Make a list of 5 people who are doing what you want to do and earning what you want to earn.

Now go invite each one to lunch.  Whether they accept your invitation or not, ask them for help.  Ask them how you can join the rarefied company at their level.

11 reasons you are getting a miniscule raise

It never seems fair when you get a cost-of-living raise or less.  But there is usually a reason.

Here are 11 reasons you may not be getting what you think you deserve.

Use the 3 career phases to decide if you should take that job

Job offer?  Will you take it?

  1. Don’t turn it down because the pay is $2000 too low
  2. Don’t take it because you get a 30% pay raise

If you only think of what is happening short-term, you will make a lot of bad decisions.

This article goes into a lot of the things you should ponder before saying yes or no.

Are you paid enough?

I help people get paid enough.

A lot of folks are underpaid.  I’ve gotten a few people 50% pay raises.

I try not to get them paid too much.  If they are paid too much they get laid off.

This article gives some good answers to the question, “Are you paid enough?”

Signing bonuses are returning – yes the economy is better

The return of signing bonuses and paid relocation are strong signs of the strength of the job market.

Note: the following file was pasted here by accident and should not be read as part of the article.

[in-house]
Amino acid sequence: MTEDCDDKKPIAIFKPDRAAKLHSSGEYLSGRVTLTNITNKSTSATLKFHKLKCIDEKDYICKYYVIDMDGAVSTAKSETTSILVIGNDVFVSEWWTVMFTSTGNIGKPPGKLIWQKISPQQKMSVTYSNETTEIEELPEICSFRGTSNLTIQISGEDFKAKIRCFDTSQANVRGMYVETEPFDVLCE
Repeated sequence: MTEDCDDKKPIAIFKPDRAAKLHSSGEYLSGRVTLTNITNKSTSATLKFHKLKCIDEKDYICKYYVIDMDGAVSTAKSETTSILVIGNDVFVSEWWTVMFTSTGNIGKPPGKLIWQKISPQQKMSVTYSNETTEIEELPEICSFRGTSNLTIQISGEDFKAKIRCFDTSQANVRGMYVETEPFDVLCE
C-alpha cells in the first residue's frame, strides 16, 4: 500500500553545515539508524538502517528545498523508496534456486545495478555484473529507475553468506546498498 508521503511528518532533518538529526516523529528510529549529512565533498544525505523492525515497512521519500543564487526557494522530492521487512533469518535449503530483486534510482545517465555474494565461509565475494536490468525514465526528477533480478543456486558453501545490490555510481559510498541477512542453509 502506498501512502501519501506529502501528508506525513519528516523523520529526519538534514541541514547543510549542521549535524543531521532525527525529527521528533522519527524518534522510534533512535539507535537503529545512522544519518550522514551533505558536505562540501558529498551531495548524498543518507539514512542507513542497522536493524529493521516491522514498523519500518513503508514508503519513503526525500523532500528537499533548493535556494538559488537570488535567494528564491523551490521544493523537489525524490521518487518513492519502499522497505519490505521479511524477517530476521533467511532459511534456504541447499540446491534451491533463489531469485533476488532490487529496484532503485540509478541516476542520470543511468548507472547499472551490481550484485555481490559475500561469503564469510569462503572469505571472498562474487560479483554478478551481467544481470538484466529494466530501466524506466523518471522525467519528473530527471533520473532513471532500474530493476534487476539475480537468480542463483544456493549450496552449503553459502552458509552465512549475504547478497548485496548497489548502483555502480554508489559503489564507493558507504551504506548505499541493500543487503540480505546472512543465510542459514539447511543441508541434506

This article goes beyond our local experience.  We are seeing the same thing.  There is a greater tendency to offer a relocation package and/or a signing bonus when a skilled employee takes a job.  Our strength is in information technology, accounting, and sales.

So, yes, as this article states, the market for technical jobs is much better.

Give up and go elsewhere when things are bad

I found a great job for someone and was told”

“If I leave, deliveries will stop, sales will stop, and a lot of people will be out of work. I’m going to have to turn down this job.  I owe it to my boss and coworkers to see them through these hard times.”

Is this you? What’s next?  Layoffs 3 weeks later.  Suddenly it really is self sacrifice because you are laid off.  And you may lose the house too.

First secure an independent income, then practice virtue. (Greek proverb)